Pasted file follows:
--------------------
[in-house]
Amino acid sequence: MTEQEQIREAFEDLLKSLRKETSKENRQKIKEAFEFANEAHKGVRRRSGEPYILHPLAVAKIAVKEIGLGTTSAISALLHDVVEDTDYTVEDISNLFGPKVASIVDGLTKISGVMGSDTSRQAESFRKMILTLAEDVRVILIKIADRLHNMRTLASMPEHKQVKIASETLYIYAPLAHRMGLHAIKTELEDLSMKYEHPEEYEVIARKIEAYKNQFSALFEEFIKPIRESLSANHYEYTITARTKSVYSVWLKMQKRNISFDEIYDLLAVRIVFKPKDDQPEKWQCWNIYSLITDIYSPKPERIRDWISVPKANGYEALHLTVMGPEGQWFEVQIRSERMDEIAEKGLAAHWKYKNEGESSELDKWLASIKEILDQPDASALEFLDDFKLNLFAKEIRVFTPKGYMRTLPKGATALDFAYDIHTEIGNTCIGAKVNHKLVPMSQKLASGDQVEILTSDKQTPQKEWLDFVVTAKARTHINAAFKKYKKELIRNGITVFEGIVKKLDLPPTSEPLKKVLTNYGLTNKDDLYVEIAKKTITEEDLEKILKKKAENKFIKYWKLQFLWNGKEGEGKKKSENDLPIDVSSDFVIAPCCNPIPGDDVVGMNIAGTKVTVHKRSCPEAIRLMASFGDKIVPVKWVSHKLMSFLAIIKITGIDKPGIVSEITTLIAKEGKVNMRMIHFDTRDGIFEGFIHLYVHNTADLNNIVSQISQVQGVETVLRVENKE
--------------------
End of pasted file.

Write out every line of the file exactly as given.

[in-house]
Amino acid sequence: MTEQEQIREAFEDLLKSLRKETSKENRQKIKEAFEFANEAHKGVRRRSGEPYILHPLAVAKIAVKEIGLGTTSAISALLHDVVEDTDYTVEDISNLFGPKVASIVDGLTKISGVMGSDTSRQAESFRKMILTLAEDVRVILIKIADRLHNMRTLASMPEHKQVKIASETLYIYAPLAHRMGLHAIKTELEDLSMKYEHPEEYEVIARKIEAYKNQFSALFEEFIKPIRESLSANHYEYTITARTKSVYSVWLKMQKRNISFDEIYDLLAVRIVFKPKDDQPEKWQCWNIYSLITDIYSPKPERIRDWISVPKANGYEALHLTVMGPEGQWFEVQIRSERMDEIAEKGLAAHWKYKNEGESSELDKWLASIKEILDQPDASALEFLDDFKLNLFAKEIRVFTPKGYMRTLPKGATALDFAYDIHTEIGNTCIGAKVNHKLVPMSQKLASGDQVEILTSDKQTPQKEWLDFVVTAKARTHINAAFKKYKKELIRNGITVFEGIVKKLDLPPTSEPLKKVLTNYGLTNKDDLYVEIAKKTITEEDLEKILKKKAENKFIKYWKLQFLWNGKEGEGKKKSENDLPIDVSSDFVIAPCCNPIPGDDVVGMNIAGTKVTVHKRSCPEAIRLMASFGDKIVPVKWVSHKLMSFLAIIKITGIDKPGIVSEITTLIAKEGKVNMRMIHFDTRDGIFEGFIHLYVHNTADLNNIVSQISQVQGVETVLRVENKE